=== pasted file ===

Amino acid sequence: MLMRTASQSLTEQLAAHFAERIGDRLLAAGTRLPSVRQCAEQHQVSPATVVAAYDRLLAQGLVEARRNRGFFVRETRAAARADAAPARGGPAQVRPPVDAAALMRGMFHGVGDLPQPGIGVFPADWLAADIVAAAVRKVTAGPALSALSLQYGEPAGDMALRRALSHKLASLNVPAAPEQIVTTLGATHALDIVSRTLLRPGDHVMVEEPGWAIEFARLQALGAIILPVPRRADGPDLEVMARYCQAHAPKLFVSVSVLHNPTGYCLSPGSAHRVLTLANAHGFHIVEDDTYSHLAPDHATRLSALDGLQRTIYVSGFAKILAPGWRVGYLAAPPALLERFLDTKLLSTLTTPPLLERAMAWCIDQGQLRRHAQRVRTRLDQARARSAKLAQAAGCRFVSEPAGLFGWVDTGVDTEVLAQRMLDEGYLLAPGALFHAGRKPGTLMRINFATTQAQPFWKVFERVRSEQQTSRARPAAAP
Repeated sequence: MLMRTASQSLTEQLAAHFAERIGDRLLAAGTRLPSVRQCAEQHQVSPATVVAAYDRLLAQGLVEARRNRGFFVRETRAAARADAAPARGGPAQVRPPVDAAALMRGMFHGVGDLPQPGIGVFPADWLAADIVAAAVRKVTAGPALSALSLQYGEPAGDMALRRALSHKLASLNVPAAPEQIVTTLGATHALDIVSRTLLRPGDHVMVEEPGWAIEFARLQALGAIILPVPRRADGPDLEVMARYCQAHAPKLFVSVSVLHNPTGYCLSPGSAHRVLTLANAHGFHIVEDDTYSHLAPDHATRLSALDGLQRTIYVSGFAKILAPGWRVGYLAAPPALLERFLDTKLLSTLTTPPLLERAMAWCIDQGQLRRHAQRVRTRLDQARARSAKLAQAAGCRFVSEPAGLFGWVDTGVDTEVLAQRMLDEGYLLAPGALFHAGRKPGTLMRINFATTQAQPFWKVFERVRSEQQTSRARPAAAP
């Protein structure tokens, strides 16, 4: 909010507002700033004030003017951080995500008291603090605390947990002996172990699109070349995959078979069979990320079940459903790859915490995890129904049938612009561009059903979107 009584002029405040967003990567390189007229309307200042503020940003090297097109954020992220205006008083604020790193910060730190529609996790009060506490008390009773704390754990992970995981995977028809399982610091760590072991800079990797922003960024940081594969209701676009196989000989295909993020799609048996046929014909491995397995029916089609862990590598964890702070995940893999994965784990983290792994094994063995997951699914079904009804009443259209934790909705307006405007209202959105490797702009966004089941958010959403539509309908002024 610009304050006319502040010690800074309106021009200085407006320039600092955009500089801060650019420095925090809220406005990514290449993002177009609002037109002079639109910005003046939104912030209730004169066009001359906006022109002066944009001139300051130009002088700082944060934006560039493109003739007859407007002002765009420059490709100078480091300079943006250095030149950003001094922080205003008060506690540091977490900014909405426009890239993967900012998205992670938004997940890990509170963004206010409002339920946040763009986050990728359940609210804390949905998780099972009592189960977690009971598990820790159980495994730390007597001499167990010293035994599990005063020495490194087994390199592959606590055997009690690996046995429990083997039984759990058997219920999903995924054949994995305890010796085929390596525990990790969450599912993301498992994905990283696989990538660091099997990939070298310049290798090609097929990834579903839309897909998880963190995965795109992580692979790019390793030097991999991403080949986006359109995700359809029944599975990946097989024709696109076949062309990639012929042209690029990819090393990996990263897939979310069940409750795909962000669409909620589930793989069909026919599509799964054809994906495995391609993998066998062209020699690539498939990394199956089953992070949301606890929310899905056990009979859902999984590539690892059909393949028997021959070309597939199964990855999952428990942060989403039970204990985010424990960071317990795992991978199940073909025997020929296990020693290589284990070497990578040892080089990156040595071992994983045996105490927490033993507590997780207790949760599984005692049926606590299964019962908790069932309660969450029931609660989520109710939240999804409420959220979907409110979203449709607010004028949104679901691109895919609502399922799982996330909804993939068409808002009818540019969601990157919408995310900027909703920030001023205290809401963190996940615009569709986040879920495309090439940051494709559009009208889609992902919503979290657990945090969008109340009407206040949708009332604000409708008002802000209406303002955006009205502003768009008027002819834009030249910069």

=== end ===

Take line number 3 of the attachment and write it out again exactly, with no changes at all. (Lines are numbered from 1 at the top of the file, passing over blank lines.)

């Protein structure tokens, strides 16, 4: 909010507002700033004030003017951080995500008291603090605390947990002996172990699109070349995959078979069979990320079940459903790859915490995890129904049938612009561009059903979107 009584002029405040967003990567390189007229309307200042503020940003090297097109954020992220205006008083604020790193910060730190529609996790009060506490008390009773704390754990992970995981995977028809399982610091760590072991800079990797922003960024940081594969209701676009196989000989295909993020799609048996046929014909491995397995029916089609862990590598964890702070995940893999994965784990983290792994094994063995997951699914079904009804009443259209934790909705307006405007209202959105490797702009966004089941958010959403539509309908002024 610009304050006319502040010690800074309106021009200085407006320039600092955009500089801060650019420095925090809220406005990514290449993002177009609002037109002079639109910005003046939104912030209730004169066009001359906006022109002066944009001139300051130009002088700082944060934006560039493109003739007859407007002002765009420059490709100078480091300079943006250095030149950003001094922080205003008060506690540091977490900014909405426009890239993967900012998205992670938004997940890990509170963004206010409002339920946040763009986050990728359940609210804390949905998780099972009592189960977690009971598990820790159980495994730390007597001499167990010293035994599990005063020495490194087994390199592959606590055997009690690996046995429990083997039984759990058997219920999903995924054949994995305890010796085929390596525990990790969450599912993301498992994905990283696989990538660091099997990939070298310049290798090609097929990834579903839309897909998880963190995965795109992580692979790019390793030097991999991403080949986006359109995700359809029944599975990946097989024709696109076949062309990639012929042209690029990819090393990996990263897939979310069940409750795909962000669409909620589930793989069909026919599509799964054809994906495995391609993998066998062209020699690539498939990394199956089953992070949301606890929310899905056990009979859902999984590539690892059909393949028997021959070309597939199964990855999952428990942060989403039970204990985010424990960071317990795992991978199940073909025997020929296990020693290589284990070497990578040892080089990156040595071992994983045996105490927490033993507590997780207790949760599984005692049926606590299964019962908790069932309660969450029931609660989520109710939240999804409420959220979907409110979203449709607010004028949104679901691109895919609502399922799982996330909804993939068409808002009818540019969601990157919408995310900027909703920030001023205290809401963190996940615009569709986040879920495309090439940051494709559009009208889609992902919503979290657990945090969008109340009407206040949708009332604000409708008002802000209406303002955006009205502003768009008027002819834009030249910069």